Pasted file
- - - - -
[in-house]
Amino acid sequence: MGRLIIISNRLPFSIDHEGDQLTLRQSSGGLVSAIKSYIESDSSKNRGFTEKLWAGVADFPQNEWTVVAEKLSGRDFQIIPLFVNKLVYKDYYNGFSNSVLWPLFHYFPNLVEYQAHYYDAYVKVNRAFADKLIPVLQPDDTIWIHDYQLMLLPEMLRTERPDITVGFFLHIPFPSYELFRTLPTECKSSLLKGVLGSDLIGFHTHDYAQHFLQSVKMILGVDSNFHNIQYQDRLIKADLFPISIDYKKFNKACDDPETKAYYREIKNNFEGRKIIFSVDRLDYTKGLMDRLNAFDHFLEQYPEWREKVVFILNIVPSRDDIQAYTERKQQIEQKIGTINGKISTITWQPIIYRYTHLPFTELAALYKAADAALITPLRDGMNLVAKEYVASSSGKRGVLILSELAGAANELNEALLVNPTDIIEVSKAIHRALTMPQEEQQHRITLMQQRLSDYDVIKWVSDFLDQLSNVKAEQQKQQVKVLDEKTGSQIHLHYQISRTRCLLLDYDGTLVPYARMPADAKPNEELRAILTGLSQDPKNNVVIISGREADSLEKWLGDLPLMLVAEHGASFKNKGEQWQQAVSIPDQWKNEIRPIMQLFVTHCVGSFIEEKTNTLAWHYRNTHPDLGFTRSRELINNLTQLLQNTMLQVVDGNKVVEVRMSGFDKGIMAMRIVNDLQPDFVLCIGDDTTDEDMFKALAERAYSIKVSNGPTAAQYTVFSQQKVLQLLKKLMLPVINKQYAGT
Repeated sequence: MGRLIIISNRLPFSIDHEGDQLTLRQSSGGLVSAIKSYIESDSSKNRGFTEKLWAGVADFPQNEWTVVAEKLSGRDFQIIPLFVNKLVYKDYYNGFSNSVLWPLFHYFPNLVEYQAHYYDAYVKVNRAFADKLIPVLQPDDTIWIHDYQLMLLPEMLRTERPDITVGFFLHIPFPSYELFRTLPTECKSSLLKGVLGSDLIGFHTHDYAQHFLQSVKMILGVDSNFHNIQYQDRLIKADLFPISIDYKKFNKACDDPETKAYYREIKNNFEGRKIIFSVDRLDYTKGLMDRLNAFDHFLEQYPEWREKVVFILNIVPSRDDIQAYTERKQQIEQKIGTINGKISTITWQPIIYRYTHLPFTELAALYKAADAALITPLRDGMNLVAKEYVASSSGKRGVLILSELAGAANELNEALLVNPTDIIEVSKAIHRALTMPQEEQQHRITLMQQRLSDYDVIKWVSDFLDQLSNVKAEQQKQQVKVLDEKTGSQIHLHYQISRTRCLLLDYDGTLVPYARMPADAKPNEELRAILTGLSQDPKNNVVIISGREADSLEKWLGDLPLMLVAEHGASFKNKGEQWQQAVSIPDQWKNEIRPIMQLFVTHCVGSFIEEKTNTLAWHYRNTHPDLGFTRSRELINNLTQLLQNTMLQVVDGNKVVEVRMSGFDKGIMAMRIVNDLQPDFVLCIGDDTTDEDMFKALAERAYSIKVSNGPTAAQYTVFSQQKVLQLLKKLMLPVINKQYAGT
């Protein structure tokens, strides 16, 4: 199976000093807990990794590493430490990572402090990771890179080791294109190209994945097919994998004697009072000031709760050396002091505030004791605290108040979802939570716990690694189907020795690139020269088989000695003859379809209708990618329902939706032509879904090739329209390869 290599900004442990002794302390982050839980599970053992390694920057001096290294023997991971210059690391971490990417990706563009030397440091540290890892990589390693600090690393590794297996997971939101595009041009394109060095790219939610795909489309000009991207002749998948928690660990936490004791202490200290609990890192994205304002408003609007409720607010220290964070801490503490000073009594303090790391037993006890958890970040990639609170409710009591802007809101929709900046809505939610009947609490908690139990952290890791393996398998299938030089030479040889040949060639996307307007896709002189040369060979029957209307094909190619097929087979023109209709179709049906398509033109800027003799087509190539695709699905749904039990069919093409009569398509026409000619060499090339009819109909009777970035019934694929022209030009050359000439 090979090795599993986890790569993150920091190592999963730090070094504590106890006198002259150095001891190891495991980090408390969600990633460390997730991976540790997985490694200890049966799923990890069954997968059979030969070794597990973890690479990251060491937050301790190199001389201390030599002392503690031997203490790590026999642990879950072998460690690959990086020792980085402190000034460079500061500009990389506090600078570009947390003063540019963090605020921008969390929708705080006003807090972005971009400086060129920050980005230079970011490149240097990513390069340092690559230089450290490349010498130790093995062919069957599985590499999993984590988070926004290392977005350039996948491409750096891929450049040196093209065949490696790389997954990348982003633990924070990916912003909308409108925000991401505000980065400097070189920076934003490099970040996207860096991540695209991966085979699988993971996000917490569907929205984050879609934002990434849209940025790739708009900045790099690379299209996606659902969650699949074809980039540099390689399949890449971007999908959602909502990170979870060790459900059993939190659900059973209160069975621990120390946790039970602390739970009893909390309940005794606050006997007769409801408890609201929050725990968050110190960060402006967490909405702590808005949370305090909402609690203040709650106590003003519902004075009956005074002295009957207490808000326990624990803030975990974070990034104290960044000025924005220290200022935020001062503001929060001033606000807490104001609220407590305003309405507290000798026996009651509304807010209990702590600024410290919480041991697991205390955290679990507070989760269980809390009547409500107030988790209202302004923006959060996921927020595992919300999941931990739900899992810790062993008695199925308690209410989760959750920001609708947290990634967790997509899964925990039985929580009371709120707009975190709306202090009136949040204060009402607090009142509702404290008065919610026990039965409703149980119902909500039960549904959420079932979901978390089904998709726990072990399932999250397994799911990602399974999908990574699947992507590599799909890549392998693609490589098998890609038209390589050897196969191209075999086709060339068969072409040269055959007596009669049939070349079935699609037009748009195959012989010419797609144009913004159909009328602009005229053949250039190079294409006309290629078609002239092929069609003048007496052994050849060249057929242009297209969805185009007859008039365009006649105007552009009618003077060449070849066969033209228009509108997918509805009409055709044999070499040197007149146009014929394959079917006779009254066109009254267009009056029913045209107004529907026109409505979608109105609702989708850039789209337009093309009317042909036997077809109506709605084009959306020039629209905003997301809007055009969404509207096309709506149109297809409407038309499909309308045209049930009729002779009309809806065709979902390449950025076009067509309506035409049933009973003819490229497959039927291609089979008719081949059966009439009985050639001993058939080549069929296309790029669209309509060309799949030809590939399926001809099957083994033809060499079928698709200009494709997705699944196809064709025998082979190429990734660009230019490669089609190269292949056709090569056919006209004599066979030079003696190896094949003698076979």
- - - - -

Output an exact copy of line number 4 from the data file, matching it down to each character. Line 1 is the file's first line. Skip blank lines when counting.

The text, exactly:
């Protein structure tokens, strides 16, 4: 199976000093807990990794590493430490990572402090990771890179080791294109190209994945097919994998004697009072000031709760050396002091505030004791605290108040979802939570716990690694189907020795690139020269088989000695003859379809209708990618329902939706032509879904090739329209390869 290599900004442990002794302390982050839980599970053992390694920057001096290294023997991971210059690391971490990417990706563009030397440091540290890892990589390693600090690393590794297996997971939101595009041009394109060095790219939610795909489309000009991207002749998948928690660990936490004791202490200290609990890192994205304002408003609007409720607010220290964070801490503490000073009594303090790391037993006890958890970040990639609170409710009591802007809101929709900046809505939610009947609490908690139990952290890791393996398998299938030089030479040889040949060639996307307007896709002189040369060979029957209307094909190619097929087979023109209709179709049906398509033109800027003799087509190539695709699905749904039990069919093409009569398509026409000619060499090339009819109909009777970035019934694929022209030009050359000439 090979090795599993986890790569993150920091190592999963730090070094504590106890006198002259150095001891190891495991980090408390969600990633460390997730991976540790997985490694200890049966799923990890069954997968059979030969070794597990973890690479990251060491937050301790190199001389201390030599002392503690031997203490790590026999642990879950072998460690690959990086020792980085402190000034460079500061500009990389506090600078570009947390003063540019963090605020921008969390929708705080006003807090972005971009400086060129920050980005230079970011490149240097990513390069340092690559230089450290490349010498130790093995062919069957599985590499999993984590988070926004290392977005350039996948491409750096891929450049040196093209065949490696790389997954990348982003633990924070990916912003909308409108925000991401505000980065400097070189920076934003490099970040996207860096991540695209991966085979699988993971996000917490569907929205984050879609934002990434849209940025790739708009900045790099690379299209996606659902969650699949074809980039540099390689399949890449971007999908959602909502990170979870060790459900059993939190659900059973209160069975621990120390946790039970602390739970009893909390309940005794606050006997007769409801408890609201929050725990968050110190960060402006967490909405702590808005949370305090909402609690203040709650106590003003519902004075009956005074002295009957207490808000326990624990803030975990974070990034104290960044000025924005220290200022935020001062503001929060001033606000807490104001609220407590305003309405507290000798026996009651509304807010209990702590600024410290919480041991697991205390955290679990507070989760269980809390009547409500107030988790209202302004923006959060996921927020595992919300999941931990739900899992810790062993008695199925308690209410989760959750920001609708947290990634967790997509899964925990039985929580009371709120707009975190709306202090009136949040204060009402607090009142509702404290008065919610026990039965409703149980119902909500039960549904959420079932979901978390089904998709726990072990399932999250397994799911990602399974999908990574699947992507590599799909890549392998693609490589098998890609038209390589050897196969191209075999086709060339068969072409040269055959007596009669049939070349079935699609037009748009195959012989010419797609144009913004159909009328602009005229053949250039190079294409006309290629078609002239092929069609003048007496052994050849060249057929242009297209969805185009007859008039365009006649105007552009009618003077060449070849066969033209228009509108997918509805009409055709044999070499040197007149146009014929394959079917006779009254066109009254267009009056029913045209107004529907026109409505979608109105609702989708850039789209337009093309009317042909036997077809109506709605084009959306020039629209905003997301809007055009969404509207096309709506149109297809409407038309499909309308045209049930009729002779009309809806065709979902390449950025076009067509309506035409049933009973003819490229497959039927291609089979008719081949059966009439009985050639001993058939080549069929296309790029669209309509060309799949030809590939399926001809099957083994033809060499079928698709200009494709997705699944196809064709025998082979190429990734660009230019490669089609190269292949056709090569056919006209004599066979030079003696190896094949003698076979």